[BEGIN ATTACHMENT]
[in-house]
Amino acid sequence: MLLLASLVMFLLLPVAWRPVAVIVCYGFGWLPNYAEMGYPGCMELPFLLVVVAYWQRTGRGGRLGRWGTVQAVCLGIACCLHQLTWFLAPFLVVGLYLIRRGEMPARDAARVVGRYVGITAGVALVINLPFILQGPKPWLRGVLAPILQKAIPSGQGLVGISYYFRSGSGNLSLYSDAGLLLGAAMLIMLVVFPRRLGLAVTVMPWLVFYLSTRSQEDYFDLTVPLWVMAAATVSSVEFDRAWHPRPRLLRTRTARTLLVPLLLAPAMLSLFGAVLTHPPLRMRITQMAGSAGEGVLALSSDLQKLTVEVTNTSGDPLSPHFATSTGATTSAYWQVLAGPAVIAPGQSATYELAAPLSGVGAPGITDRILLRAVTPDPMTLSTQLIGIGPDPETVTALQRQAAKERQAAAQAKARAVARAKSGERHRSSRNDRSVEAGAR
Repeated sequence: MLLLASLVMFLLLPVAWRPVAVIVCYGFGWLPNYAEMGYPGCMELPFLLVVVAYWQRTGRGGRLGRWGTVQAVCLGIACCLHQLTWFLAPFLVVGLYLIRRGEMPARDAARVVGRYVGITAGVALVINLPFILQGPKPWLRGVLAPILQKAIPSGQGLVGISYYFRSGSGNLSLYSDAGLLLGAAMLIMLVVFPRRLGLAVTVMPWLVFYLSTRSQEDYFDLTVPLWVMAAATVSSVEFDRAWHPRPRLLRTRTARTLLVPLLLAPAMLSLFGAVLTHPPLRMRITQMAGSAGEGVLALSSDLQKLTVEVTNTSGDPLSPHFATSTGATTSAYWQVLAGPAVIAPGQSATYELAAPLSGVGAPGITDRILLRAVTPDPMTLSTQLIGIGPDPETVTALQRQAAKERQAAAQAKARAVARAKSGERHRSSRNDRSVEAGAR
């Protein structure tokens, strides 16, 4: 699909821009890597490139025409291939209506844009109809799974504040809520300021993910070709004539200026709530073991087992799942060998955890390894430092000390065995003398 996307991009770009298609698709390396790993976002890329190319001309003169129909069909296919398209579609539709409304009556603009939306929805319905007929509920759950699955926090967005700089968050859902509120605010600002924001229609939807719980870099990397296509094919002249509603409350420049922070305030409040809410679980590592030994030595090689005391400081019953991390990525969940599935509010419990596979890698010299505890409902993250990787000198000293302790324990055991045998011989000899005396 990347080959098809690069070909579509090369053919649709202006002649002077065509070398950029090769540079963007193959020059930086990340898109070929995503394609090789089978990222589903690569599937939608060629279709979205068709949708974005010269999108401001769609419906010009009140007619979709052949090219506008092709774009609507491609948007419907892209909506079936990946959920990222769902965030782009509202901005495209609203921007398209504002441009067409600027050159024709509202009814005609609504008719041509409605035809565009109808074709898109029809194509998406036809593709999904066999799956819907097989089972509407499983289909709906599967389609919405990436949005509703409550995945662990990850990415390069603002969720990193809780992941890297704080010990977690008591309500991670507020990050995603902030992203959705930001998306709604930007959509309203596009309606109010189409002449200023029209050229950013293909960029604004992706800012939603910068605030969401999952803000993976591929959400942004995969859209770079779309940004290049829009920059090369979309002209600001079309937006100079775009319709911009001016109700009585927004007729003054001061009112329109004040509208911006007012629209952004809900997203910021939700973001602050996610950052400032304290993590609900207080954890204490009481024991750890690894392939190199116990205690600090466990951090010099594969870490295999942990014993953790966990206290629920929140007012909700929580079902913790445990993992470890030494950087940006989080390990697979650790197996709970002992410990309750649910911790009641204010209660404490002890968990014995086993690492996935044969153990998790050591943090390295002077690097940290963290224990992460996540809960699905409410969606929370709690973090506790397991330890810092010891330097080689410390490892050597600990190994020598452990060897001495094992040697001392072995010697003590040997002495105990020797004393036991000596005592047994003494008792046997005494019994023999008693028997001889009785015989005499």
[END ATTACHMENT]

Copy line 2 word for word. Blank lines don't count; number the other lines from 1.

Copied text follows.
Amino acid sequence: MLLLASLVMFLLLPVAWRPVAVIVCYGFGWLPNYAEMGYPGCMELPFLLVVVAYWQRTGRGGRLGRWGTVQAVCLGIACCLHQLTWFLAPFLVVGLYLIRRGEMPARDAARVVGRYVGITAGVALVINLPFILQGPKPWLRGVLAPILQKAIPSGQGLVGISYYFRSGSGNLSLYSDAGLLLGAAMLIMLVVFPRRLGLAVTVMPWLVFYLSTRSQEDYFDLTVPLWVMAAATVSSVEFDRAWHPRPRLLRTRTARTLLVPLLLAPAMLSLFGAVLTHPPLRMRITQMAGSAGEGVLALSSDLQKLTVEVTNTSGDPLSPHFATSTGATTSAYWQVLAGPAVIAPGQSATYELAAPLSGVGAPGITDRILLRAVTPDPMTLSTQLIGIGPDPETVTALQRQAAKERQAAAQAKARAVARAKSGERHRSSRNDRSVEAGAR